On Ferneyhough’s article ‘Il Tempo’

“[T]here has been no major innovation [in Modern music] since the development of computer sound synthesis, noise composition, new complexity, spectralism, and minimalism in the 1970s” (Paul Griffiths, New Music and After, 3rd Ed, Kindle Book location 7974).

I’ll return to this.

Meanwhile I want to jot down a few points based on reading Ferneyhough’s article from the 80s (first translated into English in 1993) ‘Il Tempo della Figura’.

I think it is important, given that I have suggested that the ‘new complexity’ moment remains one of the conditions under which modern composition – and modern polyphony – is working today (whether conscious or not, whether negatively or positively). The main aspect of new complexity that I suggested was pertinent to my exploration of counterpoint today was the break-down of the single line. Now obviously the single line had been brought into question in Webern’s music and the post-war pointillist constructions (as well as Varèse and many others).

The difference to pointillism, I feel, is that the single line is both preserved and negated. Many of Ferneyhough’s works, particularly from his earlier period, are for solo instrument, and from his later period there is often a concertante situation with a soloist supported by ensemble. The lines are often long and continuous, not broken down into tiny little fragments and distributed across the ensemble (for instance the brilliant Terrain), yet at the same time the single line is no longer a clear unity, it is internally divided.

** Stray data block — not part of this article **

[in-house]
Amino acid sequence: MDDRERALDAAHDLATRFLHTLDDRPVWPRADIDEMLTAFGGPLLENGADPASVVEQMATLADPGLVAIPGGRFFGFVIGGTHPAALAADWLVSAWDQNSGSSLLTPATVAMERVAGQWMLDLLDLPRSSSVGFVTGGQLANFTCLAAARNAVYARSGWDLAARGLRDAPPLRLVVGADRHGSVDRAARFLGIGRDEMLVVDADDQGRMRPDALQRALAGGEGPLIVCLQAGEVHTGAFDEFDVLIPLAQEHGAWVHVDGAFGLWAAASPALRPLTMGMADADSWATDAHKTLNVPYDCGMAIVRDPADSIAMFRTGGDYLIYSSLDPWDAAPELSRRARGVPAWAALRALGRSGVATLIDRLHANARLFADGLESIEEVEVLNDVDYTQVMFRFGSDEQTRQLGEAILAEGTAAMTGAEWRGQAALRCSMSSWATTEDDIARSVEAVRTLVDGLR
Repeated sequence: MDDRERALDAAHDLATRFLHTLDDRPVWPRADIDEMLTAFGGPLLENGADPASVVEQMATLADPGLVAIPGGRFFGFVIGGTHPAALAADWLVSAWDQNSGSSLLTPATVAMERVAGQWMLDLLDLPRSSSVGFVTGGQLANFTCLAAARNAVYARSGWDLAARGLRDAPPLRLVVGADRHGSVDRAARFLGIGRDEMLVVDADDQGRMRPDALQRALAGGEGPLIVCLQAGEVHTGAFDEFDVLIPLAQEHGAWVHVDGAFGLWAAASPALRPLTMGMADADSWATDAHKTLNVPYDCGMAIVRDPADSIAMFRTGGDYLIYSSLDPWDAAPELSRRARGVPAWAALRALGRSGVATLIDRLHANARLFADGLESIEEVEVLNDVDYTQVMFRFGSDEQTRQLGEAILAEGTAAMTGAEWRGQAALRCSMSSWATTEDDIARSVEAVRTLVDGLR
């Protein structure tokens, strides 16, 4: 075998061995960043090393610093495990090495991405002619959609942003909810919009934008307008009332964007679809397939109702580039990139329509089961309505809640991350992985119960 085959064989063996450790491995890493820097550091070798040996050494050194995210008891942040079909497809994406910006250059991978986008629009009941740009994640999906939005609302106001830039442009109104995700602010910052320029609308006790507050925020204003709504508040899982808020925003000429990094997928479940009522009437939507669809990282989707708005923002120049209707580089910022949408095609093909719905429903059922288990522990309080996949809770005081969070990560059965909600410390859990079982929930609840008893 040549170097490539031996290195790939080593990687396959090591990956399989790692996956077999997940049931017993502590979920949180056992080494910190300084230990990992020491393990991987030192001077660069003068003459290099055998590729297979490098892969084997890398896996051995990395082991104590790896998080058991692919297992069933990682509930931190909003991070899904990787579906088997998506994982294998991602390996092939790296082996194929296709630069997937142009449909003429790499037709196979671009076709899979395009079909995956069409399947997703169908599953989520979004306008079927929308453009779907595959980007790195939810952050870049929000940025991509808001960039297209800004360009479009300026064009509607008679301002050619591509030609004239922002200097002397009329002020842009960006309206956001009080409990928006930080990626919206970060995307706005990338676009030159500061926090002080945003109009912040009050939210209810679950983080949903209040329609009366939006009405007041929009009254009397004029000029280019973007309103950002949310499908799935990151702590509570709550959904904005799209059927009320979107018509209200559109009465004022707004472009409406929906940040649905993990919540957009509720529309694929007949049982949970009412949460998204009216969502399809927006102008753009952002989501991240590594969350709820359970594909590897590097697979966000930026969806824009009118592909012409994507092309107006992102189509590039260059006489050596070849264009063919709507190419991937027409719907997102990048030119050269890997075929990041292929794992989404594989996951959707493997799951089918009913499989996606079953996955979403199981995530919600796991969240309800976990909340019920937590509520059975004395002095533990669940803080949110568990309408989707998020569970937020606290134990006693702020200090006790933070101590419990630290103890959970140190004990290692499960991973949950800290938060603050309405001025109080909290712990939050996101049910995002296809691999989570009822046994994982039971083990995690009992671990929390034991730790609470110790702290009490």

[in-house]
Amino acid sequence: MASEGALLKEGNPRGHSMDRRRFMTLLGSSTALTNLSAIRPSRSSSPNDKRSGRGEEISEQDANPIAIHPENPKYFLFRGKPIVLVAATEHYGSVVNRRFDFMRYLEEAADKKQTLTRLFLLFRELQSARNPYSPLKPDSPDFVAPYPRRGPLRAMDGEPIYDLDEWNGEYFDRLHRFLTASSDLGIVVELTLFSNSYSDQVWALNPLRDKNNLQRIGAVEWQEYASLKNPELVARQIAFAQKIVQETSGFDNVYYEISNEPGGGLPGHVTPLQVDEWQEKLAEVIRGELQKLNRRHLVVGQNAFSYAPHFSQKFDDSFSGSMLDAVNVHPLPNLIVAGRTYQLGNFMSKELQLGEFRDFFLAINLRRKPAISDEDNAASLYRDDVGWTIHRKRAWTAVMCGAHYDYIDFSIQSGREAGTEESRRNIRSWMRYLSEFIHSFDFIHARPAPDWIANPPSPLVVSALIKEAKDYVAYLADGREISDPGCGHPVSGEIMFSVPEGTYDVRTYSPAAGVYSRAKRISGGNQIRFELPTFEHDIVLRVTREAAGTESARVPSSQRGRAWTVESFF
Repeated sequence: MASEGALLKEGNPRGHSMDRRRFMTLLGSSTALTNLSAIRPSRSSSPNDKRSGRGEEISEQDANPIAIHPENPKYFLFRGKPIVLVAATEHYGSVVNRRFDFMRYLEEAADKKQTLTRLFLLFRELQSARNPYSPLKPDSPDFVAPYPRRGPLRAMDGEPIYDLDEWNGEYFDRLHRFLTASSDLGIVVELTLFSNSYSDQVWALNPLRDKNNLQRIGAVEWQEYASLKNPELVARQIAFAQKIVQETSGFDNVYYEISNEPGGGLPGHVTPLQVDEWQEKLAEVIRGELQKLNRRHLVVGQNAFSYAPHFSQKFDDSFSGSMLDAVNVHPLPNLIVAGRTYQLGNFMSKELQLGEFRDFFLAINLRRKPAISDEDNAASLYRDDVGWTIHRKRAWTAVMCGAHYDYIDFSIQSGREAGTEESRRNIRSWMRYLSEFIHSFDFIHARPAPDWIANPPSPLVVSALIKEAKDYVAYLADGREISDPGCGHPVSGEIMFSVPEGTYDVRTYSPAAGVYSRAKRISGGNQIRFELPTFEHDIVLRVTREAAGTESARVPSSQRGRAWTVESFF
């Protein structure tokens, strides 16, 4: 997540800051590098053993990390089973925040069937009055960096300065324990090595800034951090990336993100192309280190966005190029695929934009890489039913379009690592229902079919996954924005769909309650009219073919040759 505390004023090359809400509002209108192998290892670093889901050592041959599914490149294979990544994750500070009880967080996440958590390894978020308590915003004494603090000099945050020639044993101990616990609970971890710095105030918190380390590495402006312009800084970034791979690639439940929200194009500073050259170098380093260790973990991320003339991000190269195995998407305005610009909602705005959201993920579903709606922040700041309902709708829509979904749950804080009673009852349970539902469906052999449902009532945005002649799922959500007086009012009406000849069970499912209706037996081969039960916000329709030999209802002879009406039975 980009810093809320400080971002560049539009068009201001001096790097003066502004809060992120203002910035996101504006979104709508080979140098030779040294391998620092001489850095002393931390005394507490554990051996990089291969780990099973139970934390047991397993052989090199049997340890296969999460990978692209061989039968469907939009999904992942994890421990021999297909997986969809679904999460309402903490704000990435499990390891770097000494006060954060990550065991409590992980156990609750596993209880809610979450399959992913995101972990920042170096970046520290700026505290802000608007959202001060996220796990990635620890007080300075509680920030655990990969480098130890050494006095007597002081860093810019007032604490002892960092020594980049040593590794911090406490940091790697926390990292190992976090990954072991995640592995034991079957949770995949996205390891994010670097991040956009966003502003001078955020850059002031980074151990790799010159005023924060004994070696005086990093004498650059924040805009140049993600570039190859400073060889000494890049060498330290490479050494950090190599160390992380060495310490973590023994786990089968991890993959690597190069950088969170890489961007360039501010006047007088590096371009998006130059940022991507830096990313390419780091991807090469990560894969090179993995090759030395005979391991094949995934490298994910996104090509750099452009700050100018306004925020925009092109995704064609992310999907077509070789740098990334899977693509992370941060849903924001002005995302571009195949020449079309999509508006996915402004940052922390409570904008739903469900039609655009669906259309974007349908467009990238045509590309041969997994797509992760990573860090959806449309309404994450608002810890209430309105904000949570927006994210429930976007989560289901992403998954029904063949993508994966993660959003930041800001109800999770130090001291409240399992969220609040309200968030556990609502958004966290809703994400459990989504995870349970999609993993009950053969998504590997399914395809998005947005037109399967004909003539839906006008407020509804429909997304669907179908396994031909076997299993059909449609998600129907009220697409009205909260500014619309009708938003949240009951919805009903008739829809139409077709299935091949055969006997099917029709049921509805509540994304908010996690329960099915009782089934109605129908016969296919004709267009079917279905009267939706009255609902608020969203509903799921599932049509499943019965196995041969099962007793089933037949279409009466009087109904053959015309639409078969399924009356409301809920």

How so? Firstly I want to just point to a quote to back up the assertion that Ferneyhough’s music is an attempt to dereify the single line. Ferneyhough is speaking here of the ‘figure’ and not necessarily the single line as such, but I think in the context of his output – as well as his use of the word ‘vocable’ implies an individual ‘voice’ (or part) – we can see this statement as primarily referring to single lines.

[T]he figure is proposed as an element of musical signification composed entirely of details defined by their contextual disposition rather than their innate, stylistically defined referential capacity. The synchronic is replaced by diachronic successivity as the central mode of “reading” musical states, for the reason that a progressive, accretional definition of musical vocables is indispensable if a counterweight to the suffocating presence of historically concrete stylistic triggers is to be created. (p. 12)

In another moment he speaks of the musical figure as ‘a unique balance of tensions’ (p. 13) – a classic dialectical materialist concept (any object as a ‘dynamic equilibrium’). And just another quote for good measure:

To some extent, the affective content of the gesture is only loosely related to its apperceptible surface; the figural activity thus consists, in part, of devising means of ensuring that the latent volatility of the gesture burst through this contingent carapace in order to liberate that surplus of discursivity hitherto locked into the interstices of the sonic object. (p. 13)